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Tags: Astronomy, Physics

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Hype.
It is in here somewhere. Take a look... Although it is a long video..

http://www.atheistnexus.org/forum/topics/more-things-in-heaven-and
Sorry to disappoint you guys. They found nothing.
Or, to use their own words, “the results of this analysis cannot be interpreted as significant evidence for WIMP interactions”.

Well, you shouldn't be too surprised. After all, dark matter has never been observed anywhere. It is just another wild idea thrown into Big Bang - in a desperate attempt to save this myth from the growing crunch of real observations.

They found nothing.
And how did mr. Lawrence Krauss react to that?
Here is how, he wrote an article in Wall Street Journal with the following subtitle:
New evidence of the invisible matter that could make up 90% of the universe.

Wishful thinking? Yes.
Science? No!

Read the article, and then read the comments. If you think there's too many comments, skip the first ones and go to page 3, where Liam Scheff enters the arena. The subsequent discussion is well worth the effort.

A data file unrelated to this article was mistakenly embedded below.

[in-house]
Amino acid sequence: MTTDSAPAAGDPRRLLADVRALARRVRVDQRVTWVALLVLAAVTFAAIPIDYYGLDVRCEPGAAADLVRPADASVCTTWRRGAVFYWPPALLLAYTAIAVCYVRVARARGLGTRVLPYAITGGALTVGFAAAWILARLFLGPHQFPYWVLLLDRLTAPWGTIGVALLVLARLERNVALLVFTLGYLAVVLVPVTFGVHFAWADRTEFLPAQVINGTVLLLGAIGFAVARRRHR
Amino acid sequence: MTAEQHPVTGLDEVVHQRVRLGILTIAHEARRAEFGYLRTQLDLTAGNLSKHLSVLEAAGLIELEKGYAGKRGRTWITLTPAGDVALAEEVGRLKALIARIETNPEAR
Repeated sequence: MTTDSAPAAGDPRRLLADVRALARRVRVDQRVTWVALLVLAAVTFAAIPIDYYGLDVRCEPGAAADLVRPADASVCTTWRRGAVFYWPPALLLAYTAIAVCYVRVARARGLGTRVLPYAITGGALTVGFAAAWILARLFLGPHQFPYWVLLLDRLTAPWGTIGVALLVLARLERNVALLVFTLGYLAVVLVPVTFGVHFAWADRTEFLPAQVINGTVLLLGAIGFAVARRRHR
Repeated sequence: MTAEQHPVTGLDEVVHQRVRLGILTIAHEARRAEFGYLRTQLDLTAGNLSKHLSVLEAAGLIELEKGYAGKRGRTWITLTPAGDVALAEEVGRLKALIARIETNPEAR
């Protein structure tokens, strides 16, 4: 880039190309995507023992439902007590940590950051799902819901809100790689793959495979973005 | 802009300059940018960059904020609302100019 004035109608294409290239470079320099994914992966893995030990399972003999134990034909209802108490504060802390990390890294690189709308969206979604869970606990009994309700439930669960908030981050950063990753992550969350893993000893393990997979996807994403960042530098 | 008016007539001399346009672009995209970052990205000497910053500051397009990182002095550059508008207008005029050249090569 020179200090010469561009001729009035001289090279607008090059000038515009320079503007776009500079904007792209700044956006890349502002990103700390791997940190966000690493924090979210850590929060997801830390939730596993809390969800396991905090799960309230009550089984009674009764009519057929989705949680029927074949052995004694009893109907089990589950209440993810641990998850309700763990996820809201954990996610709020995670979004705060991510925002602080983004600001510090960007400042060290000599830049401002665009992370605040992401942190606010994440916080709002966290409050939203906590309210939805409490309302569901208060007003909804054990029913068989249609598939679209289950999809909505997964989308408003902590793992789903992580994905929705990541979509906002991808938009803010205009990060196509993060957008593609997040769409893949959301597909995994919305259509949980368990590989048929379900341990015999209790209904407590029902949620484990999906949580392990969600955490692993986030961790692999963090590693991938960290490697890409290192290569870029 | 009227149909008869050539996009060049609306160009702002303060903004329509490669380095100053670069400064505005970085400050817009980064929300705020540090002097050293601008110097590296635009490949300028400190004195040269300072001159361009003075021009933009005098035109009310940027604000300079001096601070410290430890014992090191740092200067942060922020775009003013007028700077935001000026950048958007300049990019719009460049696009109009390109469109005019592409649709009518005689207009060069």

Liam Scheff also has a follow up blog, also recommended!
Alas, to celebrate would be premature: The reported results are intriguing, but less than convincing.

From Larry Krauss' article you cited. And, BTW, he absolutely does NOT believe in god or the supernatural.

Meanwhile, it is science. The experiments themselves are valid - the limitations are known. If they fail to turn up anything that can hold up to scrutiny - especially if another hypothesis results in supporting evidence - I guarantee that Larry will toss out the idea and look into this other one. THAT is what science is about.
Actually, I personally am not disappointed. Kinda relieved actually.

I'm still holding out hope that it's all a big mistake...
Yes - but note it has its own issues:

Most physicists examined ideal cases, assuming, for instance, that Earth and the sun are spheres, Blas explains: “We checked the more realistic case, where the sun is almost a sphere, but not quite.” General relativity pretty much gives the same answer in both the scenarios. But in Hořava gravity, the realistic case gives a wildly different result.

Nonetheless, the only thing I reject is that either approach is 'not science'. What appears to be true is science is an ongoing process for evaluating what may actually be happening - not a source for absolute truth - as many on this site seem to suggest.

BTW - I find that exciting. Absolutism bores me as much as the idea of eternal life.

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